The Dublin-based inquiry was due to publish its findings this month, but publication has been pushed back to September due to the workload.
“There’s no particular reason for the delay. They’re still working away on it,” tribunal spokesman Killian Morgan said yesterday.
Mr Justice Robert Barr heard evidence from 169 witnesses during 208 sittings of the inquiry.
After hearing closing submissions on December 7, the chairman said he hoped to deliver his report to the Oireachtas within six months. This deadline is also cited on the tribunal’s website.
Justice Barr and his staff are believed to be still working their way through evidence transcripts, expert reports and final submissions. The tribunal was established in 2003 to investigate the circumstances surrounding the fatal shooting of Mr Carthy outside his home in Abbeylara, Co Longford, in April 2000.
The 27-year-old, who had manic depression, was shot four times from behind, by two members of the Garda Emergency Response Unit as he walked in the direction of Abbeylara village carrying a shotgun loaded with a single cartridge.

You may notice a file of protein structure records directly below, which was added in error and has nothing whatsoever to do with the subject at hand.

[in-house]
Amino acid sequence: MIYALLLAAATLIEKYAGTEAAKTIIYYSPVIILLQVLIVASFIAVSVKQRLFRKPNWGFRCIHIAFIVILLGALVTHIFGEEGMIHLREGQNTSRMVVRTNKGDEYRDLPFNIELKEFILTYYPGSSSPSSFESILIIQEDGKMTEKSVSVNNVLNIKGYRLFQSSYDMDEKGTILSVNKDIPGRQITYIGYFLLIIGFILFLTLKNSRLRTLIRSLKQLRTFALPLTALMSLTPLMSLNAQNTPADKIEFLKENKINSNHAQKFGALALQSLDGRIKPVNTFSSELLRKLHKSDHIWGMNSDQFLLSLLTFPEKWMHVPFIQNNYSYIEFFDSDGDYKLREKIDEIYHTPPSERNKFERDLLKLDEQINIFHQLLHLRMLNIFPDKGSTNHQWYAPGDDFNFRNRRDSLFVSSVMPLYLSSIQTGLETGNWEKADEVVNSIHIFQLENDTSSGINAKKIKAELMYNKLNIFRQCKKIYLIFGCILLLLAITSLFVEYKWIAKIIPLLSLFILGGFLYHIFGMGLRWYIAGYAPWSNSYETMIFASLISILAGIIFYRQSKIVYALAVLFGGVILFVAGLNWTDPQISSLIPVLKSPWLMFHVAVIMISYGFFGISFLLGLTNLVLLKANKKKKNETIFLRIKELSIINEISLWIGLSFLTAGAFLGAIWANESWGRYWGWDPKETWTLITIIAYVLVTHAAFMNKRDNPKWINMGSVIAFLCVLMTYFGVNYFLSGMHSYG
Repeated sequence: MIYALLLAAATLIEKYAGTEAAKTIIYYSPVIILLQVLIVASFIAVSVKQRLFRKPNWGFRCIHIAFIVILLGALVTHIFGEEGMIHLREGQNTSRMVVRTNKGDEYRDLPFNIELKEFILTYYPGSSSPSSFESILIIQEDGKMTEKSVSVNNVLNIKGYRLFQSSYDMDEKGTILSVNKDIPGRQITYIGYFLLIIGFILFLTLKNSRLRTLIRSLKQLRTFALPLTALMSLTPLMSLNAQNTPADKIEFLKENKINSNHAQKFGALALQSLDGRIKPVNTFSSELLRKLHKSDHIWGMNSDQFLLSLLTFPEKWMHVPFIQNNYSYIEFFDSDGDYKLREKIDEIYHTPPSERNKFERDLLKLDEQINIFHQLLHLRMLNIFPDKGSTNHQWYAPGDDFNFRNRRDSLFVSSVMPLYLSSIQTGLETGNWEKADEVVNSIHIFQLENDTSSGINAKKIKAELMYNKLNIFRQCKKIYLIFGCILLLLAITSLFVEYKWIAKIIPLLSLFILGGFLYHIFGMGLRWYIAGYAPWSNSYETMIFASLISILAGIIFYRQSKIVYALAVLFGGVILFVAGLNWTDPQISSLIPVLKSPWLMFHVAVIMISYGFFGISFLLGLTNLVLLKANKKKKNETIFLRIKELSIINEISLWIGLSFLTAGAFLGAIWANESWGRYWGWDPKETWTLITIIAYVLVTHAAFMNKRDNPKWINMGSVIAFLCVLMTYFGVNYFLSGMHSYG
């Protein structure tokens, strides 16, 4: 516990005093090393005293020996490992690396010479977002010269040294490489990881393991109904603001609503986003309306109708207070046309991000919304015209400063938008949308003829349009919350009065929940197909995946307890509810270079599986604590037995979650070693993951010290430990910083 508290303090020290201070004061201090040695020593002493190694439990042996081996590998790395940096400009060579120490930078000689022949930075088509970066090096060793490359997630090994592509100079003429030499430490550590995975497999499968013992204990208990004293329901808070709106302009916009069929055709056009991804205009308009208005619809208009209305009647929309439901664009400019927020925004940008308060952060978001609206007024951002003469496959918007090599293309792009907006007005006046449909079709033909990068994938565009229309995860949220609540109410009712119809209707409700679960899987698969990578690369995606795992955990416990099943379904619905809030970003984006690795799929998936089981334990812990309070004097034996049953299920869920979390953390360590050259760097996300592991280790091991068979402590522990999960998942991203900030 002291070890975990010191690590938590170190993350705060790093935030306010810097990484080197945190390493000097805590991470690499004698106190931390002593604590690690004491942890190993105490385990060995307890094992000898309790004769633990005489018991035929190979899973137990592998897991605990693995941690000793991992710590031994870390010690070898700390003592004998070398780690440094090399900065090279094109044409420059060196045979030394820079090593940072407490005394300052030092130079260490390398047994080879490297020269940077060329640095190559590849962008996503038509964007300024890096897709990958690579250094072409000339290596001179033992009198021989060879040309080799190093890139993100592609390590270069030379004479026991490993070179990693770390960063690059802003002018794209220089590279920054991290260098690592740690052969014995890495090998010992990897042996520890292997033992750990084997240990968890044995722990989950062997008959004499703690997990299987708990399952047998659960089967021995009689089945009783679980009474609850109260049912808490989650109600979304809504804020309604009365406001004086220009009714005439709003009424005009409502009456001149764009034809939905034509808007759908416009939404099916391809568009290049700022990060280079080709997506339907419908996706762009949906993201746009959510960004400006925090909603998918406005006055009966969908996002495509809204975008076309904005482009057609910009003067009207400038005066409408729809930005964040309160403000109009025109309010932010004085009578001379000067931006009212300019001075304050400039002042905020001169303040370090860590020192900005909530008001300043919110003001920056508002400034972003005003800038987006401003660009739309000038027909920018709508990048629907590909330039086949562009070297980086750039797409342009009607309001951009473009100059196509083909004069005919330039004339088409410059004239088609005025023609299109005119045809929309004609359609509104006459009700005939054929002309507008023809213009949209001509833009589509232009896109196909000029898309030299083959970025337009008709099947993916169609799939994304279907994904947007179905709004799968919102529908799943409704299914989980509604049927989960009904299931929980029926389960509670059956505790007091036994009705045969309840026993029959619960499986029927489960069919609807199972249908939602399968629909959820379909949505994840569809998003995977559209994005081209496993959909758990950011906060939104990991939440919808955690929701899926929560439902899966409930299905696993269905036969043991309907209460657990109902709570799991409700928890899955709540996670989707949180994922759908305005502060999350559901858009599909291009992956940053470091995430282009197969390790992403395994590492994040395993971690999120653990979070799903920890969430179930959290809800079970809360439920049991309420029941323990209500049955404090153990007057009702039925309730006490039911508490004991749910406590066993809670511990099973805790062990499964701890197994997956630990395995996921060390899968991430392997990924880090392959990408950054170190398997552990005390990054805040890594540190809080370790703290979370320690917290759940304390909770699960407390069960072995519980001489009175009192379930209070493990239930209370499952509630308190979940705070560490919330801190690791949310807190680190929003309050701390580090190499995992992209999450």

His death followed a 25-hour armed stand-off with gardaí during which Mr Carthy fired several shots from the window of his house.
Justice Barr is due to make his report to the Oireachtas within six months.
Mr Carthy’s sister, Marie, this week criticised the Garda Commissioner for accepting the retirement of Superintendent Joe Shelly, who was criticised in the Morris Tribunal report.
She said it was an “absolute disgrace” that Supt Shelly, who was the scene commander of the Abbeylara operation, could retire on full pension on July 31 even though the Barr tribunal had yet to report.